Congratulations On Your Promotions Joe, Chester and Brett!

August 15 2017

We are excited to announce that several of our team members have recently been promoted!

Pictured from left to right – Brett Scharg has been promoted to Supervisor, Chester Ventura and Joe Fernandez are now Senior Managers.

Congratulations Joe, Chester and Brett!

For more information about working at Martini Iosue and Akpovi, LLP, please contact us by phone at (818) 789-1179

 

Leasing Property To Your Business Might Trigger Undesirable Tax Consequences

August 14 2017

If you own property and a business, there’s an obvious temptation to lease that property to the business. Such an arrangement can make sense from many perspectives.

You’re no doubt familiar with the property and its advantages to your company; the deal could be carried out quickly; and the money changing hands would stay between you and your company. And if you participate in other loss-producing passive activities, you may be hoping to offset the net rental income with those losses.

There’s just one big problem: You’d risk triggering the “self-rental rule” and not achieving your desired tax outcome.

Self-rental rule in a nutshell

Internal Revenue Code (IRC) Section 469 generally prohibits taxpayers from deducting passive activity losses (PALs).

It typically applies to “flow-through” income and losses from partnerships, limited liability companies (if they’ve elected to be treated as a partnership for tax purposes), S corporations and trusts.

The rules define “passive activity” as any trade or business in which the taxpayer doesn’t materially participate. Rental real estate activities generally are considered passive activities regardless of whether the taxpayer materially participates. (There’s an exception if the taxpayer qualifies as a real estate professional.)

A PAL is the amount by which the taxpayer’s aggregate losses from all passive activities for the year exceed the aggregate income from all of those activities. A PAL can usually be used only to offset passive income, though there are a few exceptions.

The self-rental rule in IRC Sec. 469 applies when you rent property to a business in which you or your spouse materially participates. Under the rule, any net rental losses are still considered passive, but the net rental income is deemed nonpassive. That means your net rental income can’t be offset by other passive losses, yet net rental losses generally can offset only other passive income. This could have negative tax consequences if you’re hoping to offset your self-rental net income with passive losses from other activities.

The power of grouping

You may be able to avoid the negative tax consequences of IRC Sec. 469’s self-rental rule by “grouping.” The regulations allow you to group your separately owned rental building with your business to treat them as one activity for purposes of the passive loss rules if they constitute an “appropriate economic unit.”
The regulations determine this based on factors such as common ownership and control, types of activities and location. As long as you materially participate in the business — and the business isn’t a C corporation — the rental activity won’t be treated as passive for the purposes of income or losses.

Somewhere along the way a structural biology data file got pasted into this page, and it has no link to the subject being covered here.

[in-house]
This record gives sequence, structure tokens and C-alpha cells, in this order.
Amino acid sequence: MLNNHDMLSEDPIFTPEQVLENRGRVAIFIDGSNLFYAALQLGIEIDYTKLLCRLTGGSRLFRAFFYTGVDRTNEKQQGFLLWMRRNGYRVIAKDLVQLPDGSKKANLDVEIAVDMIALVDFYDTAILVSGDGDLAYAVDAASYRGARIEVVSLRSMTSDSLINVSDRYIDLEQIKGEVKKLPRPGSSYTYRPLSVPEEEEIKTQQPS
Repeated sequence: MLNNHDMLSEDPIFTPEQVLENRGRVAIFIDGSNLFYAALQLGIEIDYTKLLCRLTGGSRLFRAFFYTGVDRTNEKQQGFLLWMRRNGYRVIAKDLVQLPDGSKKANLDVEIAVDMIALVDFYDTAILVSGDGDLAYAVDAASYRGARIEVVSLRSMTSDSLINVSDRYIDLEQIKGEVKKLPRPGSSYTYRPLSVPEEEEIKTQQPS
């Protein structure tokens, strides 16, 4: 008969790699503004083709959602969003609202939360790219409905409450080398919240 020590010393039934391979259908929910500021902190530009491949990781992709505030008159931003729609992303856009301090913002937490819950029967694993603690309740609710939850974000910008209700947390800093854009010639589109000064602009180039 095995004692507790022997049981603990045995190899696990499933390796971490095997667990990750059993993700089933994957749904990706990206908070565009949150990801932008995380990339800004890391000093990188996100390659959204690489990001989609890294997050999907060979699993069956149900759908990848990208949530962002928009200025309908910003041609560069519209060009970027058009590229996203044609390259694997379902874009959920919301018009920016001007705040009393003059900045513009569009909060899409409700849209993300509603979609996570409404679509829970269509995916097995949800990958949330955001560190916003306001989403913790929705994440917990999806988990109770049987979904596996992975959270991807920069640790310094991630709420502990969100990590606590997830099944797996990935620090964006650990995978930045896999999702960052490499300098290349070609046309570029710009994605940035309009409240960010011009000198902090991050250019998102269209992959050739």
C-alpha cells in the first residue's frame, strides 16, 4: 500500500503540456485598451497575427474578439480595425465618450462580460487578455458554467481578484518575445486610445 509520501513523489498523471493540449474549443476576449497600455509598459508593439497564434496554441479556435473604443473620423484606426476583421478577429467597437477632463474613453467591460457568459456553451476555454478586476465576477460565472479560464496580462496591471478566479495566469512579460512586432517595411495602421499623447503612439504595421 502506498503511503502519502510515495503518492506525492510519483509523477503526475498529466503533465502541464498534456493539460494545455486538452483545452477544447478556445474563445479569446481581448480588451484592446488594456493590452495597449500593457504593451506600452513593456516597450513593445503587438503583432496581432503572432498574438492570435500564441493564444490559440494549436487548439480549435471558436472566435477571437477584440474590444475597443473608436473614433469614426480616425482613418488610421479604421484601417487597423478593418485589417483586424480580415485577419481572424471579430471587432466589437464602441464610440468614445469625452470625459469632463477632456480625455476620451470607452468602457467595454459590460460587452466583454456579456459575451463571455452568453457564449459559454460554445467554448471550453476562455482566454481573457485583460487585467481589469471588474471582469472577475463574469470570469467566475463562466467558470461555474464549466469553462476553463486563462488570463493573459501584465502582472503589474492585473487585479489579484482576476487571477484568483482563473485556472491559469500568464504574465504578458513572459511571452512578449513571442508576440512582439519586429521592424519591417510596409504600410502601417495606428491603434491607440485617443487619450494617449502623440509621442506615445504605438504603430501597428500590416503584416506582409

To take advantage of this option, you must own both the rental property and the business. You could also use grouping if the rental activity is “insubstantial” (a term undefined by the regulations) in relation to the business activity.
Finding the best arrangement
Renting property to a business in which you materially participate can seem like a great idea. But doing so can turn out to be a lose-lose proposition when it comes to taxes — particularly for S corporation owners who may not understand the rules. Please contact Martini Iosue & Akpovi, LLP by phone at (818)789-1179 if you have questions or would like more information.

 

Know Your Tax Hand When It Comes To Gambling

August 7 2017

A royal flush can be quite a rush. But the IRS casts a wide net when defining gambling income. It includes winnings from casinos, horse races, lotteries and raffles, as well as any cash or prizes (appraised at fair market value) from contests. If you participate in any of these activities, you must report such winnings as income on your federal return.

If you’re a casual gambler, report your winnings as “Other income” on Form 1040. You may also take an itemized deduction for gambling losses, but the deduction is limited to the amount of winnings.

In some cases, casinos and other payers provide IRS Form W-2G, “Certain Gambling Winnings” — particularly if the entity in question withholds federal income tax from winnings. The information from these forms needs to be included on your tax return.

If you gamble often and actively, you might qualify as a professional gambler, which comes with tax benefits: It allows you to deduct not only losses, but also wagering-related business expenses — such as transportation, meals and entertainment, tournament and casino admissions, and applicable website and magazine subscriptions.